Most seasoned Dubliners, probably feel like they’ve seen all the city has to offer; every lush park; historic Georgian row; every cobbled street, arching bridge and Victorian pub. The familiar can be taken for granted though.

So what if we told you about a new way of seeing the city? We’re not talking about a rickshaw or a longboard. Instead we’re talking about kayaking… on the Liffey. City Kayaking are based on the jetty by the Jeanie Johnston tall ship on North Wall Quay, where the city meets the Docklands. Jonathan, our guide, begins by outlining the route upstream and equipping us with waterproof jackets and life vests. We’re advised to change into shorts or leggings as it’s impossible not to get wet to some extent. We duly follow his advice and our group is ready to take to the water. You can go in tandem with a pal or solo but it’s probably a little easier, and more enjoyable, in tandem. Aren’t experiences like this better shared?

For a start, it’s a great experience to paddle up to the underside of the Jeanie Johnston tall ship, taking in the details from a new angle and experiencing the vast size of it; like walking up to the base of the Spire and gazing upwards. We paddle out into the river and immediately get a sense of the busy streets on the Quays from the tranquillity of the water rocking you gently in your vessel. You can paddle downstream to take a look at the gigantic harp that is Calatrava’s Samuel Beckett Bridge (built 2009).

Mellows was executed by firing squad in Mountjoy Jail for his part in the bitter Civil War

Paddling upstream towards Guinness is, thankfully, easy enough. City Kayaking make sure that all their tours are at high tide, when there’s less of a current and you can glide across the water with relative ease. Gandon’s Custom House, is the first major city landmark on the tour, and its beautiful architecture is breathtaking when unobstructed by city traffic and the Loopline bridge (built 1891). Paddling on, we come to Rosie Hackett Bridge (built 2014), the newest crossing point and the most technologically advanced. Built to facilitate LUAS Cross City southbound trams and other public transport, it’s named after the inner city native who was involved with both the 1916 Rising and the trade union movement.

A tour group Kyaking along Dublin's River Liffey

Keeping conversation afloat: City Kyaking guide, Johnathan, heads up the group

Next up is O’Connell Bridge (built 1880), the busiest pedestrian and public transport thoroughfare in the country. Watch out for the headstones on the centre arches, with the Atlantic on the east side and Anna Liffey on the west. There’s something quite bizarre about finding yourself hidden beneath hundreds of passers by. It’s a tranquil 50 metres but you can spot evidence of the improvement works required to keep this workhorse going. Emerging to a clear stretch of water to Ha’penny (built 1816), you’ll probably get some strange looks from tourists and passers by on the boardwalk. Ha’penny is the skinniest of the bridges and was the only pedestrian bridge over the river for 183 years until Millennium bridge (built 1999) was built beside it.

The smell of hops from Guinness marks our turning point back towards the Docklands

Jonathan, our guide, instructs us to keep into the southside of the river as the Liffey Sightseeing Tour boat passes (thankfully with a small wake) and we make our way further west. We’re into the old heart of the city now with U2’s Clarence Hotel once being the old Custom House before it moved east to Gandon’s new building in 1791. On approaching the Four Courts you’ll pass under O’Donovan Rossa bridge (built 1816), so named after the famous Irish republican of the nineteenth century. This bridge has unique key stones on each arch, Plenty, Anna Livia and Industry on the east side, while those on the west are Commerce, Hibernia and Peace. Next stop is Father Mathew Bridge (built 1818) at Church St. It’s the oldest crossing point on the river with references to a bridge going back as far as the turn of the first millennium. The present day bridge is almost a carbon copy of O’Donovan Rossa, as the designer worked off the same plans and they were built within two years of each other.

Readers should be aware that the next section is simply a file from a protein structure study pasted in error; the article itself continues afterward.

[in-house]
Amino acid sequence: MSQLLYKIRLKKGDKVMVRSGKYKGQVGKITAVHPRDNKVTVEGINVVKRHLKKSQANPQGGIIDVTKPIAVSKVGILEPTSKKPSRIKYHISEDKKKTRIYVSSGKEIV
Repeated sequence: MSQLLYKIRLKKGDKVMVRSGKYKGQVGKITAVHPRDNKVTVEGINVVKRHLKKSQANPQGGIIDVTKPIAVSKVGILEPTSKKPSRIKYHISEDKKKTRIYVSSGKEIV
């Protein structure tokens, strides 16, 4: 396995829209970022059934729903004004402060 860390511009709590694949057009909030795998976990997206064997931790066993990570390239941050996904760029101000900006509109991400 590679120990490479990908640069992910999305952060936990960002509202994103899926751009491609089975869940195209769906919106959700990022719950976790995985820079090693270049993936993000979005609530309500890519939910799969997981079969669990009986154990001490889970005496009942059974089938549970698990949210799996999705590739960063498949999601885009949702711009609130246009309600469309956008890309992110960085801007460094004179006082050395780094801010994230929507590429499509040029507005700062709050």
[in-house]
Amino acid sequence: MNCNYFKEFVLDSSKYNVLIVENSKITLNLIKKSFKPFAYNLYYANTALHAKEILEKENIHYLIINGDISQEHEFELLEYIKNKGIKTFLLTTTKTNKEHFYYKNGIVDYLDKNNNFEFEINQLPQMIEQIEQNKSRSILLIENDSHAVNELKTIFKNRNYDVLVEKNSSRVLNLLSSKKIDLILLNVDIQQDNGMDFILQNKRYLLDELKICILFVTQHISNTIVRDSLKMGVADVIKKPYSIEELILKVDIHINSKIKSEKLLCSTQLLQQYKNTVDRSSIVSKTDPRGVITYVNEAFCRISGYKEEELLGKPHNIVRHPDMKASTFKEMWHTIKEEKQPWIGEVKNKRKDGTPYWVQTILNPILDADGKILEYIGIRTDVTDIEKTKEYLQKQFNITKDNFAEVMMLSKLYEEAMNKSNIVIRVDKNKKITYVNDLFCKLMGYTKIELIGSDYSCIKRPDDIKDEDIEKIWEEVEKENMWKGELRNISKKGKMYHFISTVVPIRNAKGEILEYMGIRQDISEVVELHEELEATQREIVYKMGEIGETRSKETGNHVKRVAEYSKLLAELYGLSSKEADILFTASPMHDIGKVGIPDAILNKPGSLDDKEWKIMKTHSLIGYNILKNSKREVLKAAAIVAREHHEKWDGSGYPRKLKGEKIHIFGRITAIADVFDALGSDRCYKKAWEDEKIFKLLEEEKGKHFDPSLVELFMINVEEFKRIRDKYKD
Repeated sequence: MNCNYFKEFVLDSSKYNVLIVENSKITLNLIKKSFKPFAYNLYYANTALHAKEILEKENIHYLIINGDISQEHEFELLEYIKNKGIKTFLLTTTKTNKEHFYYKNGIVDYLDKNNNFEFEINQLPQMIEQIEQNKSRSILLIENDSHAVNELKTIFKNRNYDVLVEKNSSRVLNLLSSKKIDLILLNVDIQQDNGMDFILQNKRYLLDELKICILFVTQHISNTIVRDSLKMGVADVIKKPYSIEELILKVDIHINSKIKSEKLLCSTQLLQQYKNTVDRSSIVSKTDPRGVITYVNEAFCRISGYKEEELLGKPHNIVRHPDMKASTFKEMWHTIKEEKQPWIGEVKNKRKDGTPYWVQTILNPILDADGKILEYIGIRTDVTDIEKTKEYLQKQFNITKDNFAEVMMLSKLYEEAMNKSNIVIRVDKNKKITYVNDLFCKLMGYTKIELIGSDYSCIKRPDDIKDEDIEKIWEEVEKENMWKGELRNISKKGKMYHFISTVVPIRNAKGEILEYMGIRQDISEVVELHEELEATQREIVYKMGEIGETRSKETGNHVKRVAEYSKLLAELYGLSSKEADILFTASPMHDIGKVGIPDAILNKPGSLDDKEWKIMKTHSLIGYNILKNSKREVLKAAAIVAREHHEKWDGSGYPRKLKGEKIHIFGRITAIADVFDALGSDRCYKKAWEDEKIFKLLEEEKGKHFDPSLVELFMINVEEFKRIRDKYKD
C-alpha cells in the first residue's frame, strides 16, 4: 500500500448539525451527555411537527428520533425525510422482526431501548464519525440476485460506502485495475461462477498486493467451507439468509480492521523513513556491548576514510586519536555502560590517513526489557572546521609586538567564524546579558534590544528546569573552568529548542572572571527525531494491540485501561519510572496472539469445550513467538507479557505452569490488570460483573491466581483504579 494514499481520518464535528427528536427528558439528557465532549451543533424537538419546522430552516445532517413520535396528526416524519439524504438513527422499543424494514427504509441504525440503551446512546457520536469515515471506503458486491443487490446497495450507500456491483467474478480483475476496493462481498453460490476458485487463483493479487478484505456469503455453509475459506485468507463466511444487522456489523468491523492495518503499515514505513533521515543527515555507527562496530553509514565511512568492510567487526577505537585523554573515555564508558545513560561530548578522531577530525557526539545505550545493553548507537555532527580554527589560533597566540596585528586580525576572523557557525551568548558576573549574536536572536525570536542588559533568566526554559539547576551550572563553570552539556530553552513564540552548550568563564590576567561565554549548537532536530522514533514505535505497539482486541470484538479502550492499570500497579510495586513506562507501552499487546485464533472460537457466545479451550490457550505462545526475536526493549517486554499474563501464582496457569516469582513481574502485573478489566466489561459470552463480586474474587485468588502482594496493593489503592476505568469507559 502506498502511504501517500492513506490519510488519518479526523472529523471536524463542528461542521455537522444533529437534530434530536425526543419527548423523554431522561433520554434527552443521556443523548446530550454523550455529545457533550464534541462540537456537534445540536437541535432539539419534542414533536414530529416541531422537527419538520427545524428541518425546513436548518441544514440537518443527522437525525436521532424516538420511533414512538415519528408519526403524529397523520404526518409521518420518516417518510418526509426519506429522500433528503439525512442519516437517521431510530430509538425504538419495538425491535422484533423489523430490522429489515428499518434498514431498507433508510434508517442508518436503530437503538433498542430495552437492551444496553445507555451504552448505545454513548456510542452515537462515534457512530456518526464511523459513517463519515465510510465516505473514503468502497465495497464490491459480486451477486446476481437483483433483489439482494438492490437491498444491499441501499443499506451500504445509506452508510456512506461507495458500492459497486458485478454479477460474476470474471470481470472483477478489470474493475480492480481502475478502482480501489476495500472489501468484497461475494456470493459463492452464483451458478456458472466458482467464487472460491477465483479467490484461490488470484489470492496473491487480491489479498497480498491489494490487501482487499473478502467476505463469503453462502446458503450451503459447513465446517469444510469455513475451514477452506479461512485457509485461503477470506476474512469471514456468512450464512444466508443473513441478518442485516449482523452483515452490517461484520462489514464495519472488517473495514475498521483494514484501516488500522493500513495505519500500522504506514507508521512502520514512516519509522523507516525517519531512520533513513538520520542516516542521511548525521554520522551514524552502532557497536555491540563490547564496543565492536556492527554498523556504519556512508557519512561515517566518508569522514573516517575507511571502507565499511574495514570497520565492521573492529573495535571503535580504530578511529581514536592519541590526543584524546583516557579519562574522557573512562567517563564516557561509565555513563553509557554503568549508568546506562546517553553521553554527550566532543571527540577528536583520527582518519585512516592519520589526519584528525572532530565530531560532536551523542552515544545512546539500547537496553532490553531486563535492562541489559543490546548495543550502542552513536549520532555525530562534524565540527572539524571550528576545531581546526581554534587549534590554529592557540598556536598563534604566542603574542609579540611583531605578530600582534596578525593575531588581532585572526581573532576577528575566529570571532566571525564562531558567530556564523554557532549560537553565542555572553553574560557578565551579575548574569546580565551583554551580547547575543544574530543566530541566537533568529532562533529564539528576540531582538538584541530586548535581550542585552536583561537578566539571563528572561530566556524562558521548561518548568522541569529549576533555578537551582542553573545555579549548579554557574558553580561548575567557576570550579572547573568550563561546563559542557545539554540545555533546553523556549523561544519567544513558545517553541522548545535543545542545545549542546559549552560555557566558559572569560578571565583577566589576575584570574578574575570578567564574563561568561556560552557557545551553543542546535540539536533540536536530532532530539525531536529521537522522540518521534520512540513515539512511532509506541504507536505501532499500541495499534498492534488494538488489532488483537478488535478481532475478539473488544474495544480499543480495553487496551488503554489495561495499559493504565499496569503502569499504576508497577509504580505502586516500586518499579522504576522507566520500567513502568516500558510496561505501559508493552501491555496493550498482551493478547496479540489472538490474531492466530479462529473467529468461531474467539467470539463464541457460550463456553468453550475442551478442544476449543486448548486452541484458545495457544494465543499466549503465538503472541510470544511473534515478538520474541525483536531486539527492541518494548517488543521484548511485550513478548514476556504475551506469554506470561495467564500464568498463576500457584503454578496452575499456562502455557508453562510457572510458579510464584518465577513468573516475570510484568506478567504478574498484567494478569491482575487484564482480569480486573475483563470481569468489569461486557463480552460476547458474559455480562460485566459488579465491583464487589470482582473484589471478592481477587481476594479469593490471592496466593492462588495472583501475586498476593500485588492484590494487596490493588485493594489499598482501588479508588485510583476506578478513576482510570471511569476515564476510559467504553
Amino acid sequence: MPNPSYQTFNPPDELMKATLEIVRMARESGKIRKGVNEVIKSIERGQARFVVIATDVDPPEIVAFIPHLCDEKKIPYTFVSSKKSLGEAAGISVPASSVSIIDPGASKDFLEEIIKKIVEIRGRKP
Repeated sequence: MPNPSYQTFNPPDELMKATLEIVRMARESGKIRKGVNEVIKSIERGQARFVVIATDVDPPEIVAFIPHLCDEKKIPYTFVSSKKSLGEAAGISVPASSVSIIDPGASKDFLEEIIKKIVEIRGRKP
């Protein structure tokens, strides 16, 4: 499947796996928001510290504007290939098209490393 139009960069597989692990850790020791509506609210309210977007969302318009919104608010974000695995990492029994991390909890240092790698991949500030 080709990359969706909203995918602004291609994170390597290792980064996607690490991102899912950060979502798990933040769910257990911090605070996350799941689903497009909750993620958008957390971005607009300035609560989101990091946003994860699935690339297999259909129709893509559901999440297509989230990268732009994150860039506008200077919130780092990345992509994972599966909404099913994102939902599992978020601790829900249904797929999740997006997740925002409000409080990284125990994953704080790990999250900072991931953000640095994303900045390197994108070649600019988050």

Father Mathew Bridge

Father Mathew Bridge

We’re in the home stretch when we encounter the oldest city bridge, Mellows (built 1768), at Queen St. It’s older than any of the bridges crossing the Thames in London and is named after Liam Mellows. Mellows was executed by firing squad in Mountjoy Jail for his part in the bitter Civil War that divided the country in the early 1920s. Beyond Mellows is James Joyce, designer Santiago Calatrava’s first Liffey bridge (built 2003). It lies low in the river, a modern sleek and concrete structure that ferries traffic up to Stoneybatter and beyond to the northside. Finally we reach Rory O’More bridge (built 1861) with its vibrant blue iron, cast in St Helen’s Foundry in Lancashire, England. The gate house on the west side of IMMA in Kilmainham originally stood on the south end of the bridge here, but was removed stone for stone and relocated.

The smell of hops from Guinness marks our turning point back towards the Docklands. Jonathan tells us they are now providing special tours with miniature concerts beneath some of the bridges. Having passed under each of them, we can only imagine what a unique experience that must be. Back at base we disembark, change into drier clothes and leave with a new appreciation for the city.

For bookings, rates and availability check out Tours run from April to September.

Additional reporting by Anthony Mc Guinness

Patrick studied English, Media and Cultural Studies and now works as a freelance journalist. He writes about social and cultural issues, football and a bit of technology, as well as some fiction. He's confused by the world but finds solace in the smooth rhythms of Marvin Gaye.


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